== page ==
In states with anti-trans bathroom bills, the police are empowered to ask those using restrooms to show their birth certificates. These bills aim to remake the birth certificate — often the most difficult state ID for trans people to alter — into a kind of bathroom pass. It seems that the birth certificate has become something of a talisman for the far right. In addition to the bathroom bills, we’ve witnessed an obsessive attention directed toward President Obama’s purportedly forged birth certificate, and recent efforts in Texas to deny birth certificates to children of undocumented parents.

There’s a grim aptness to the far right’s politics of the birth certificate — a document that promises to record the original, true state of being of an individual, before the messiness and movement of actual life intervenes. It is the most conservative document of the self that could be imagined. And there should be no doubt about it: trans, queer, feminist and antiracist politics challenge such conservatism. Our politics rest on the affirmation that transformation is possible; that our fates are not sealed at birth; that borders, binaries and prison walls can be undone; and that biology is not destiny. And insofar as left coalitional politics speaks of unsafety, it is out of the conviction that an injury to one is an injury to all.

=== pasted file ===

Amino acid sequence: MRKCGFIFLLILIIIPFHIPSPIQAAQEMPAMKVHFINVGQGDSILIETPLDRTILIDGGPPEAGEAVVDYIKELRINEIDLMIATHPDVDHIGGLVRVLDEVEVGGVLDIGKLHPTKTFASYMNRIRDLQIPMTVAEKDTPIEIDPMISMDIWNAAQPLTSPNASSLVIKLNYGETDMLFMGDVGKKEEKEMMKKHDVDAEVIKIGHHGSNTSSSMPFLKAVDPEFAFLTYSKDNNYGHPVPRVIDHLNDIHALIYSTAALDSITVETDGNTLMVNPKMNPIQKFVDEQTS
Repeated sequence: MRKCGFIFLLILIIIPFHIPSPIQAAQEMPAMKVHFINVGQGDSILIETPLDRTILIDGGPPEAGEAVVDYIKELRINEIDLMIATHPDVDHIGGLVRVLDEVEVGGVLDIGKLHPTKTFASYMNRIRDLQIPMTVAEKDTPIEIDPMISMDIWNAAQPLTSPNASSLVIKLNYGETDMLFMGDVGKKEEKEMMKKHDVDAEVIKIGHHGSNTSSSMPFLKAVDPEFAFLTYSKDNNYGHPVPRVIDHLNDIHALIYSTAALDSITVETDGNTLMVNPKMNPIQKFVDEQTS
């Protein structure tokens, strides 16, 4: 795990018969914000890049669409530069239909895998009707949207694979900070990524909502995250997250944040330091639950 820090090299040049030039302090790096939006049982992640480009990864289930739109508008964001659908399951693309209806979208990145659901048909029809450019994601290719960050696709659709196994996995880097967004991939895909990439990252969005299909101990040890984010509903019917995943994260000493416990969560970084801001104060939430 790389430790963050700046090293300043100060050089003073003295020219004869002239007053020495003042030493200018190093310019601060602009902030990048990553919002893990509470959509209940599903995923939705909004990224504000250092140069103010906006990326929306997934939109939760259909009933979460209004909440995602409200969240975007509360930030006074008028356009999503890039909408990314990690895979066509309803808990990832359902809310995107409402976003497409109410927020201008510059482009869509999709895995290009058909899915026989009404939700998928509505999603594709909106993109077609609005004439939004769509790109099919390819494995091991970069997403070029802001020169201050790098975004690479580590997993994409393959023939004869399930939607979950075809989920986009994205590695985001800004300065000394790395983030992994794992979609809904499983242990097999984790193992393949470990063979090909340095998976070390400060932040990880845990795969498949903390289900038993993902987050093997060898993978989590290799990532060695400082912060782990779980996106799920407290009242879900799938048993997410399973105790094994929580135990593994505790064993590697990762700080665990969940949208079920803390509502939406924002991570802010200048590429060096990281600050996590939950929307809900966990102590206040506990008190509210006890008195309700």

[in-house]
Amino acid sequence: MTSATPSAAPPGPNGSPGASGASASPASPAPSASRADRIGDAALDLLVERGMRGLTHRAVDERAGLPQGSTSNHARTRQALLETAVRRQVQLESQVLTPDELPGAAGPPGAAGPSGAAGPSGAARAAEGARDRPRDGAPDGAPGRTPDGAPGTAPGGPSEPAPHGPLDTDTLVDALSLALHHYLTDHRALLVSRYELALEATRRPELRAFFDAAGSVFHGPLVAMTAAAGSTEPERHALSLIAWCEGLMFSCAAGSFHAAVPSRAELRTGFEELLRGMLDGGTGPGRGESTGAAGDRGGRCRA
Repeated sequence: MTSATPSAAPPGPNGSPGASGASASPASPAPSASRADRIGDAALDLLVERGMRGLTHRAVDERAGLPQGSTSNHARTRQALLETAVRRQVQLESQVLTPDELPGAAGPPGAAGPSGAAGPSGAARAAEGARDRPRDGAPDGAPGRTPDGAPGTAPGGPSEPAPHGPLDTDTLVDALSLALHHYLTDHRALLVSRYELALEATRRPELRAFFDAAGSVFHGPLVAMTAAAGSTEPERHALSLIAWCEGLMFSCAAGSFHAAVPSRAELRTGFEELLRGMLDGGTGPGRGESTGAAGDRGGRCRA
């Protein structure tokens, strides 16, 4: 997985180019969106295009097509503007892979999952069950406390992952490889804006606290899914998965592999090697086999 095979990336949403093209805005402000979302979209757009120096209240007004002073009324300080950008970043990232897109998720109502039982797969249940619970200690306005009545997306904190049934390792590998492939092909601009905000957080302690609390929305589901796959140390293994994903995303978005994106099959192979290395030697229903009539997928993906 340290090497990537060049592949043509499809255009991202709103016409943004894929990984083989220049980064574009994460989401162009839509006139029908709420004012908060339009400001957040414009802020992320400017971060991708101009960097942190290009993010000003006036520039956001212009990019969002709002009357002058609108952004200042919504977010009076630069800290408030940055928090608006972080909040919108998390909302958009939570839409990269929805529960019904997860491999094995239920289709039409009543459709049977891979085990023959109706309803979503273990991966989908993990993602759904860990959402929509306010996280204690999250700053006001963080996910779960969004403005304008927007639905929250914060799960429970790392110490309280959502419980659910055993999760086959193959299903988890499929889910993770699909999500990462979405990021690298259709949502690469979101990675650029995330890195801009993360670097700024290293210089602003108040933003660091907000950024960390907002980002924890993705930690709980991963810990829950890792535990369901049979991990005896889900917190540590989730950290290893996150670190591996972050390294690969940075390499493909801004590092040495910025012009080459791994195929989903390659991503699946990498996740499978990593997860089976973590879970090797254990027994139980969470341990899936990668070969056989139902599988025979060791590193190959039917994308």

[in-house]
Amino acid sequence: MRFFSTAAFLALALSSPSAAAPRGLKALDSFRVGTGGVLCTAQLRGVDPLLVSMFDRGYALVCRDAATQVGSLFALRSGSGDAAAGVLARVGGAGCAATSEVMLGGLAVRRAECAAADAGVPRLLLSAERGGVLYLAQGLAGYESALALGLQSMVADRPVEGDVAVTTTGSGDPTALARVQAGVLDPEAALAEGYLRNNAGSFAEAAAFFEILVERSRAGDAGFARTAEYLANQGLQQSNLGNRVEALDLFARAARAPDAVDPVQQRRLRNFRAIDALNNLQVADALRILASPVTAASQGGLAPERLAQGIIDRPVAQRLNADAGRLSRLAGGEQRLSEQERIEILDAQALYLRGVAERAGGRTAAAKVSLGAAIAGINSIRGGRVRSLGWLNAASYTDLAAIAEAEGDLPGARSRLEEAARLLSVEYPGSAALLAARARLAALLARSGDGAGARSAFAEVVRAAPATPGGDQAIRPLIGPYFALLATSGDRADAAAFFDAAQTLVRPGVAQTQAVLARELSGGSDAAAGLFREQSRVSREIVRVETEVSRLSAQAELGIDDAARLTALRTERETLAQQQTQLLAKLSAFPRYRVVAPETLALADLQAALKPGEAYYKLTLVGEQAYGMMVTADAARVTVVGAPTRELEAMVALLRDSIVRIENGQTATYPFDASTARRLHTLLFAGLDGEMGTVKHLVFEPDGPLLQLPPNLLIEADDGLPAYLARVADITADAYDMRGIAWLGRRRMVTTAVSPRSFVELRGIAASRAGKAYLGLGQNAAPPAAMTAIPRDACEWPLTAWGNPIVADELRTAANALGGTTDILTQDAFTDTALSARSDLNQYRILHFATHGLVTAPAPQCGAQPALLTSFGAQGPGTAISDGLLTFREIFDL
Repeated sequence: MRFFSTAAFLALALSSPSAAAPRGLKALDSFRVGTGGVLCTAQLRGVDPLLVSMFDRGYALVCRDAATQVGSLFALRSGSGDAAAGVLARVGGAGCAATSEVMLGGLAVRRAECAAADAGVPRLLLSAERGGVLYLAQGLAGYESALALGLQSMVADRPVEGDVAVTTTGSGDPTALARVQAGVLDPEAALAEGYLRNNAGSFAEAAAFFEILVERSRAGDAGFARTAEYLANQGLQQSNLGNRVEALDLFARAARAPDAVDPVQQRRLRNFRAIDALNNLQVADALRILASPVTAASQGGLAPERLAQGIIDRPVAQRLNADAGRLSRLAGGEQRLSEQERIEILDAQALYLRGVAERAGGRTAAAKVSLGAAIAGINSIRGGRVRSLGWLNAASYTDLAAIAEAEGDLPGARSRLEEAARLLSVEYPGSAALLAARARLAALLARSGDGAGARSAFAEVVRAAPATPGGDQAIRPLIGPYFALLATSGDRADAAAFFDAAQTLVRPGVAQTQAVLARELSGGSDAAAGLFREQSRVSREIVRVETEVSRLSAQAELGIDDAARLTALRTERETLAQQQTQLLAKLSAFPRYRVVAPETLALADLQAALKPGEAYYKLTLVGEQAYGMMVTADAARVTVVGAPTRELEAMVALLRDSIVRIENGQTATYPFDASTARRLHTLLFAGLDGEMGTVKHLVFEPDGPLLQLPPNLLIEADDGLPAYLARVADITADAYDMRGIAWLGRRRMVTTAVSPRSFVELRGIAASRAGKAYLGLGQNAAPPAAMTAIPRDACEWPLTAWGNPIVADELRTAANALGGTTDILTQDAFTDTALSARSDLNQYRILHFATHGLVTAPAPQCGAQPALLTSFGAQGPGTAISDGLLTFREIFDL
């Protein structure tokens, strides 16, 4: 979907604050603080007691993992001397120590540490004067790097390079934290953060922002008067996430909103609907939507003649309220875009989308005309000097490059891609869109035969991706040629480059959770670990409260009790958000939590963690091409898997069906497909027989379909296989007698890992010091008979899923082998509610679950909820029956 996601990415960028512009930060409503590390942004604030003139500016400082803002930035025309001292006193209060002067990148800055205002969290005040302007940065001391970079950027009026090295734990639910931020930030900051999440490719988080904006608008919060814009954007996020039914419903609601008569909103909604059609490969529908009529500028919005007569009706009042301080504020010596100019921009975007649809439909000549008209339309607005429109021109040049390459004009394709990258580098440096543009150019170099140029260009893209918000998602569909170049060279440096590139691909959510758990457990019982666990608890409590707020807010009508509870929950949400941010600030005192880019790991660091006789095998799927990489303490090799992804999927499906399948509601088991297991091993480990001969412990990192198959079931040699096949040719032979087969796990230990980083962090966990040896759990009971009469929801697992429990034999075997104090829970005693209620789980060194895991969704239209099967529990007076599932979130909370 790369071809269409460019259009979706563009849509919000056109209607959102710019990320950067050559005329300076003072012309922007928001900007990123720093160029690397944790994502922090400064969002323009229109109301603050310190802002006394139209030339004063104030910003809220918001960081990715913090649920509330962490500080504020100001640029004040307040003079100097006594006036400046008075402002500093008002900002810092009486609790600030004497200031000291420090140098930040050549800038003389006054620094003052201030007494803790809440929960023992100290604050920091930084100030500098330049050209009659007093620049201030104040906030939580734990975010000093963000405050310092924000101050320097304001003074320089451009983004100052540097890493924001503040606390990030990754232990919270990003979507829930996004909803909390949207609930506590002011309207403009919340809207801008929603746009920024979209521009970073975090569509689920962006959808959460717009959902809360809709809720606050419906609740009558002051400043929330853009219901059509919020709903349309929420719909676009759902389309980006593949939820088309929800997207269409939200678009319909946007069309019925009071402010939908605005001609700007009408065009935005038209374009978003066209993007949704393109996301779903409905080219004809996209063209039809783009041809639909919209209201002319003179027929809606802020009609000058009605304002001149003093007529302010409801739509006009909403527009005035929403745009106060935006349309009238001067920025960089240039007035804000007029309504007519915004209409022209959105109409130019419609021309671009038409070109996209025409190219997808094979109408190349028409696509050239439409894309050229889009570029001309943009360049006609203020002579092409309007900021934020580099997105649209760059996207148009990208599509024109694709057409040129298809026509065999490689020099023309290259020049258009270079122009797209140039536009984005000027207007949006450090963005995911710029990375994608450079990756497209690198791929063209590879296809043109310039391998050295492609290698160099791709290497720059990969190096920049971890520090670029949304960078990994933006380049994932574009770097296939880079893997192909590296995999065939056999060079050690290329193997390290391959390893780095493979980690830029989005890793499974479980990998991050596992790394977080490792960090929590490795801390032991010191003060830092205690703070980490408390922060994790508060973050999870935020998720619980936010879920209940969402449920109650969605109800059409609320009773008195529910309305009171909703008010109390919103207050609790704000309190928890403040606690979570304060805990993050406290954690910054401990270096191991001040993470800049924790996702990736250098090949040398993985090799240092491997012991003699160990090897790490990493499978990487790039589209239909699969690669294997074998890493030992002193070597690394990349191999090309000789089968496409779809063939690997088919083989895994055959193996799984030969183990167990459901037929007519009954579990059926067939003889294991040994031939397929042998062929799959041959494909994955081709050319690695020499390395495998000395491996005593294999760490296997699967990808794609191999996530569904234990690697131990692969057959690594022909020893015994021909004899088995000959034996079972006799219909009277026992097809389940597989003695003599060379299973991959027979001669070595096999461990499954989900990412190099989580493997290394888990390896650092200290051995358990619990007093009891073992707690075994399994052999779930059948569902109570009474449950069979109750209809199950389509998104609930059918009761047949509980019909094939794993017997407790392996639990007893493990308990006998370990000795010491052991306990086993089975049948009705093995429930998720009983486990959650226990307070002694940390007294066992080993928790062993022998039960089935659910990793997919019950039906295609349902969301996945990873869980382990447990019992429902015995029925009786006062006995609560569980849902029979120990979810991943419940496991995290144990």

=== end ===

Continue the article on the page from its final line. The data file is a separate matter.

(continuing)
In this vein, and against those who would cynically invoke the real violence and unsafety that women face on a daily basis, we can work to put into practice a transfeminist politics of mutual support, self-defense and movement building. Dean Spade’s friends came to his aid when he was being harassed in the bathroom. What might a politics modeled on such an act entail in this moment? In addition to mobilizing against the bathroom bills and supporting those facing increased police harassment, we can continue pushing for the establishment of more all gender bathrooms, and can work together to challenge the cultural and institutional norms that tell men it is OK to harass or assault women, that make so many of us live in fear of rape and sexual harassment, and that treat as unreal trans people’s gender identities.